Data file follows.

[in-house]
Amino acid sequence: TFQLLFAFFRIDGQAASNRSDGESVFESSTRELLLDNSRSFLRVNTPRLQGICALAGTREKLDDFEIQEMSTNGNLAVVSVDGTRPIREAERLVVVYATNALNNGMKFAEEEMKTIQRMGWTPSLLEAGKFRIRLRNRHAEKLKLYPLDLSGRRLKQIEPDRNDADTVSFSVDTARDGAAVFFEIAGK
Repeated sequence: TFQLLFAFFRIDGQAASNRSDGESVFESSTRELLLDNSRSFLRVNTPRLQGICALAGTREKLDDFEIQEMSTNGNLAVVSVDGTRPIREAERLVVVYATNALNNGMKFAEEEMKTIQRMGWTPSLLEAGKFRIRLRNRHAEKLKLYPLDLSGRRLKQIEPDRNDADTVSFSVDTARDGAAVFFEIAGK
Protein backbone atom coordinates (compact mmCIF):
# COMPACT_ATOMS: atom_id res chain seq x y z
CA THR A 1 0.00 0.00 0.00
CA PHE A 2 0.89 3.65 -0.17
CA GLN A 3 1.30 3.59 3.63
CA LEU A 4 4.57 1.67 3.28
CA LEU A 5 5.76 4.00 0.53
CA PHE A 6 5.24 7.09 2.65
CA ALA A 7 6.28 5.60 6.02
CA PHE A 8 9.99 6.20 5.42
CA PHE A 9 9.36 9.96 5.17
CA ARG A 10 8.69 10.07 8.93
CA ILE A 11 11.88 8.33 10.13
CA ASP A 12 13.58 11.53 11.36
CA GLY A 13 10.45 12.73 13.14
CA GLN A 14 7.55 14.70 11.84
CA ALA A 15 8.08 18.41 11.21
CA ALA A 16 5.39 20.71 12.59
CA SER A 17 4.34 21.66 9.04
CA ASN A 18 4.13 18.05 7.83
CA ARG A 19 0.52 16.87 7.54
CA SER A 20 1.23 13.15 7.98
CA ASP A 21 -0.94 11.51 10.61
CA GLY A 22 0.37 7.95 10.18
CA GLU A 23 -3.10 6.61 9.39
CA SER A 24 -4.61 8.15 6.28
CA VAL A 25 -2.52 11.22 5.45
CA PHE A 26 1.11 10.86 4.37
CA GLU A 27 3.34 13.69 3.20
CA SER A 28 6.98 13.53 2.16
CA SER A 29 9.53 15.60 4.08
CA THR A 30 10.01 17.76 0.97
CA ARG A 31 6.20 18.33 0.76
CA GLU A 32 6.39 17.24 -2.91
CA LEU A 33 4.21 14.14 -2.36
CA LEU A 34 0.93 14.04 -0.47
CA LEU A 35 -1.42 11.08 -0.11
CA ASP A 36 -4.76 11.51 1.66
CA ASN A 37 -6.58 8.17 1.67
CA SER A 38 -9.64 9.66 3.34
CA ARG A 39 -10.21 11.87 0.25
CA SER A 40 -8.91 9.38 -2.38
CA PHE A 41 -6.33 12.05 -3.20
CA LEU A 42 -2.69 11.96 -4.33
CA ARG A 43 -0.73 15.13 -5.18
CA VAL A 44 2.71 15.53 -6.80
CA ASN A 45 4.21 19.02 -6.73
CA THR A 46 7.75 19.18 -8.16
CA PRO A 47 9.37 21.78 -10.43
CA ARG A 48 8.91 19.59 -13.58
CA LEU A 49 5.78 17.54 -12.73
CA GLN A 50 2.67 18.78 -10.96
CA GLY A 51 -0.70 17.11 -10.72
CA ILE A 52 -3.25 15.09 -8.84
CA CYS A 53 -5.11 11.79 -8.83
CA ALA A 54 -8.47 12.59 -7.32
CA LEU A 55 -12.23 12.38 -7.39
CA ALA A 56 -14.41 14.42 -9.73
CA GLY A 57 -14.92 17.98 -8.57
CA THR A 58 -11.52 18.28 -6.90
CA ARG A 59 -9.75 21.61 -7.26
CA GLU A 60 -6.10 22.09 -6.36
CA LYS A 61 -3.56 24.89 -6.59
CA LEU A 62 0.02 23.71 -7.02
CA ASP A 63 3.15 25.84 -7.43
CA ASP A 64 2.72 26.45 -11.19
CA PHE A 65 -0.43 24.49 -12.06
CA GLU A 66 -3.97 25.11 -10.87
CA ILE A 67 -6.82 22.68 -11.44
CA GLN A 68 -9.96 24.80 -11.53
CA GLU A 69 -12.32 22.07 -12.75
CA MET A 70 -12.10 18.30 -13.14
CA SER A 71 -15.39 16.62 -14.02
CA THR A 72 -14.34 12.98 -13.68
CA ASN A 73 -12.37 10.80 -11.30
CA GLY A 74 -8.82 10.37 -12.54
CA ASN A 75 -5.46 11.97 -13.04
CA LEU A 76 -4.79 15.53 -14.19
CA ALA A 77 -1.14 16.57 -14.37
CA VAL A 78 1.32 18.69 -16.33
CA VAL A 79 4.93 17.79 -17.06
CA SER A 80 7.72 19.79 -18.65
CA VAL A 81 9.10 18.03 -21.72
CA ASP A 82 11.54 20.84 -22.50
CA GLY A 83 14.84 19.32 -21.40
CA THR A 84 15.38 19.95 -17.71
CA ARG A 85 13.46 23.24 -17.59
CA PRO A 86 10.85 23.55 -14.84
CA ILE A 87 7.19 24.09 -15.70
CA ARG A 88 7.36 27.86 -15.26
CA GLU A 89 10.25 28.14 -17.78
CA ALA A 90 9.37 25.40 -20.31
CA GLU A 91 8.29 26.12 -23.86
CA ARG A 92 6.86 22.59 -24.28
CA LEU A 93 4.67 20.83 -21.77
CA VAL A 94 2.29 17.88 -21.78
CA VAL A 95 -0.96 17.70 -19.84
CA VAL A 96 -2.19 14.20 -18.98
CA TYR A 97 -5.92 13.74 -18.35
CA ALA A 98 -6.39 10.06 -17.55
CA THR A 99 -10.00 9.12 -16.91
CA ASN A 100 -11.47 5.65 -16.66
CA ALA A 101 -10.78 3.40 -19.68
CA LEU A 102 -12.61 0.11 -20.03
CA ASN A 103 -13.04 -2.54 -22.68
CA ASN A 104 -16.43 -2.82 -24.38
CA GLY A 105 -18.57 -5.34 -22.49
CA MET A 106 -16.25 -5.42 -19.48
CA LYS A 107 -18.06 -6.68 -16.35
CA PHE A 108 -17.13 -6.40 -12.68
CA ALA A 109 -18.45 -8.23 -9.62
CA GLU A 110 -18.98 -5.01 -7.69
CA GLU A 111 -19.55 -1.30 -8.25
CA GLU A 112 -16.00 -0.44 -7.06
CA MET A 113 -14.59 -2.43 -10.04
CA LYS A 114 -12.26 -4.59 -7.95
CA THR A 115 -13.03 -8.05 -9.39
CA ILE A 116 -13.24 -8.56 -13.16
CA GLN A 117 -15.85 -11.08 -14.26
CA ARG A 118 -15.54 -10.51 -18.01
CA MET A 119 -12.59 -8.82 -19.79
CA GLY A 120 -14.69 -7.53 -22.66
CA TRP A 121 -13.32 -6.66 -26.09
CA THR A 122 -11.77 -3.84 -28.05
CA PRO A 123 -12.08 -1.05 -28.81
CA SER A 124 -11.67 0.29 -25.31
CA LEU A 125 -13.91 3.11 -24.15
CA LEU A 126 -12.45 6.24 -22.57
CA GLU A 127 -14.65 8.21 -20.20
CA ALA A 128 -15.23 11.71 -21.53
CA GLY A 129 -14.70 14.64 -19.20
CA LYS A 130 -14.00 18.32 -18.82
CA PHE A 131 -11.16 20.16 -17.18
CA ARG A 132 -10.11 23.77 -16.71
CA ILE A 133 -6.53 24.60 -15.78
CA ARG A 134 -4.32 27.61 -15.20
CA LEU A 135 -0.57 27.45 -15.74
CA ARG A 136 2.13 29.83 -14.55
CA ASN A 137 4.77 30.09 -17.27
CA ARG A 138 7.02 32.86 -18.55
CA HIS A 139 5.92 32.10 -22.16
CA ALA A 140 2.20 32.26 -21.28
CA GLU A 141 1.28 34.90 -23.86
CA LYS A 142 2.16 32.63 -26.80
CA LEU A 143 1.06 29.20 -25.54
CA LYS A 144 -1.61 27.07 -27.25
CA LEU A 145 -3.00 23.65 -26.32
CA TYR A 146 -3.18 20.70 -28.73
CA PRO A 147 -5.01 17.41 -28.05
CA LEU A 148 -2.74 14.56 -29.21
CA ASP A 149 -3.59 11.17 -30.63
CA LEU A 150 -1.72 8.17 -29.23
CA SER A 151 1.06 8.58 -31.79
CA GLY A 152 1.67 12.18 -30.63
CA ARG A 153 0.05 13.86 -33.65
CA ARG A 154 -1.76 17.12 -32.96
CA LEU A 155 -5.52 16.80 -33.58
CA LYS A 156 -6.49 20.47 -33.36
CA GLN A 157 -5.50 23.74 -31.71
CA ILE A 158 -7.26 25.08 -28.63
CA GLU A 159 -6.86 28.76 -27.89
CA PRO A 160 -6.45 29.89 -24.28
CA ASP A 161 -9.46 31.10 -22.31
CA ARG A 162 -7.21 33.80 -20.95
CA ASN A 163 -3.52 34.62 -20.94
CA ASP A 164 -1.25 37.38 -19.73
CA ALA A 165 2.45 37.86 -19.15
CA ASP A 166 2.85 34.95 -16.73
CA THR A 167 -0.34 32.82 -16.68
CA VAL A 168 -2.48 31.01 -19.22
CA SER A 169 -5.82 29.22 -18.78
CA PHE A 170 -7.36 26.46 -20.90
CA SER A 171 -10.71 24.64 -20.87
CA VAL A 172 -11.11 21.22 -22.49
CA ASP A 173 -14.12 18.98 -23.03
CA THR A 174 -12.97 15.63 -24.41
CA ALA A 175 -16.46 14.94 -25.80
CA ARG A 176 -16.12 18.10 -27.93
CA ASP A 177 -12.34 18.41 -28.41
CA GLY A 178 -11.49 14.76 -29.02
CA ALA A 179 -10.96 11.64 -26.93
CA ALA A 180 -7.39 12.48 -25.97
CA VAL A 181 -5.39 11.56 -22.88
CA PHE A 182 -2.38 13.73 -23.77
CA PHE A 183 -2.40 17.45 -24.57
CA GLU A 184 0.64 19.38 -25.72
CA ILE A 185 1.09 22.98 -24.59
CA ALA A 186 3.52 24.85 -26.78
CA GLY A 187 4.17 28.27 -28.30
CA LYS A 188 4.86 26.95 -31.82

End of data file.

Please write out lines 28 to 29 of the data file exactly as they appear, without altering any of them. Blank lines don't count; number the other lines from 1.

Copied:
CA GLU A 23 -3.10 6.61 9.39
CA SER A 24 -4.61 8.15 6.28